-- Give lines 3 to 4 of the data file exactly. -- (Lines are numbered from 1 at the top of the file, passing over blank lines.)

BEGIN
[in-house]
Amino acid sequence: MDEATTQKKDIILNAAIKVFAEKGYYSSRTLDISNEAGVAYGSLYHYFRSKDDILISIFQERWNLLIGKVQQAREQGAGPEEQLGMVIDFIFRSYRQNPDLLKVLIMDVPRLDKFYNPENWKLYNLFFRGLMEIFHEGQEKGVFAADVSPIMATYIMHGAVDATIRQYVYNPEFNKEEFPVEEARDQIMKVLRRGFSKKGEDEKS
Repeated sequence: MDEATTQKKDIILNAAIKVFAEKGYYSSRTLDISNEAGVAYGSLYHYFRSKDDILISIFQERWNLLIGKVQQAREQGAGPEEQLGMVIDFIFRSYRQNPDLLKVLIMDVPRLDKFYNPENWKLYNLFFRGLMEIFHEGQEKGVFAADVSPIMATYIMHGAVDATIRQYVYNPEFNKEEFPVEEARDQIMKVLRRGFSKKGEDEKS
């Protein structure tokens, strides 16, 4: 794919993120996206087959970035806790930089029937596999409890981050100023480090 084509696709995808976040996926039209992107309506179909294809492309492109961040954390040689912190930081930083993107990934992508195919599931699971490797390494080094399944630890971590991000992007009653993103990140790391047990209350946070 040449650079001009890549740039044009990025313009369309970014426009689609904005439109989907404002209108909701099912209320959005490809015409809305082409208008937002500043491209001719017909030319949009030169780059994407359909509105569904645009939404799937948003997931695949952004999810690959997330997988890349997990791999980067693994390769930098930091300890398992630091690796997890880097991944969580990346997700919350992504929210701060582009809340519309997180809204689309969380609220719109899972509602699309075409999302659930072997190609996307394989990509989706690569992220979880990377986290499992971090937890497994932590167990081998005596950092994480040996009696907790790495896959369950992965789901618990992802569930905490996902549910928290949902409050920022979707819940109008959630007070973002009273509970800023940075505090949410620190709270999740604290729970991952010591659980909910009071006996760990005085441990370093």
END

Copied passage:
Repeated sequence: MDEATTQKKDIILNAAIKVFAEKGYYSSRTLDISNEAGVAYGSLYHYFRSKDDILISIFQERWNLLIGKVQQAREQGAGPEEQLGMVIDFIFRSYRQNPDLLKVLIMDVPRLDKFYNPENWKLYNLFFRGLMEIFHEGQEKGVFAADVSPIMATYIMHGAVDATIRQYVYNPEFNKEEFPVEEARDQIMKVLRRGFSKKGEDEKS
């Protein structure tokens, strides 16, 4: 794919993120996206087959970035806790930089029937596999409890981050100023480090 084509696709995808976040996926039209992107309506179909294809492309492109961040954390040689912190930081930083993107990934992508195919599931699971490797390494080094399944630890971590991000992007009653993103990140790391047990209350946070 040449650079001009890549740039044009990025313009369309970014426009689609904005439109989907404002209108909701099912209320959005490809015409809305082409208008937002500043491209001719017909030319949009030169780059994407359909509105569904645009939404799937948003997931695949952004999810690959997330997988890349997990791999980067693994390769930098930091300890398992630091690796997890880097991944969580990346997700919350992504929210701060582009809340519309997180809204689309969380609220719109899972509602699309075409999302659930072997190609996307394989990509989706690569992220979880990377986290499992971090937890497994932590167990081998005596950092994480040996009696907790790495896959369950992965789901618990992802569930905490996902549910928290949902409050920022979707819940109008959630007070973002009273509970800023940075505090949410620190709270999740604290729970991952010591659980909910009071006996760990005085441990370093």